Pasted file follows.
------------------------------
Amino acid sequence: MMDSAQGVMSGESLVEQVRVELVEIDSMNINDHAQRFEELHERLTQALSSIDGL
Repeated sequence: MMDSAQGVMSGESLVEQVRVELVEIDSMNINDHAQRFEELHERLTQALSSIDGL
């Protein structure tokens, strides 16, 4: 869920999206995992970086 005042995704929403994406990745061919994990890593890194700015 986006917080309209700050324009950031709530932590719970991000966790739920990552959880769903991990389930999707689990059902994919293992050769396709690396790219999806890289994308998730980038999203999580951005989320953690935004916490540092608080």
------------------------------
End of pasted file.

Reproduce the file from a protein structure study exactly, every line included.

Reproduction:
Amino acid sequence: MMDSAQGVMSGESLVEQVRVELVEIDSMNINDHAQRFEELHERLTQALSSIDGL
Repeated sequence: MMDSAQGVMSGESLVEQVRVELVEIDSMNINDHAQRFEELHERLTQALSSIDGL
């Protein structure tokens, strides 16, 4: 869920999206995992970086 005042995704929403994406990745061919994990890593890194700015 986006917080309209700050324009950031709530932590719970991000966790739920990552959880769903991990389930999707689990059902994919293992050769396709690396790219999806890289994308998730980038999203999580951005989320953690935004916490540092608080």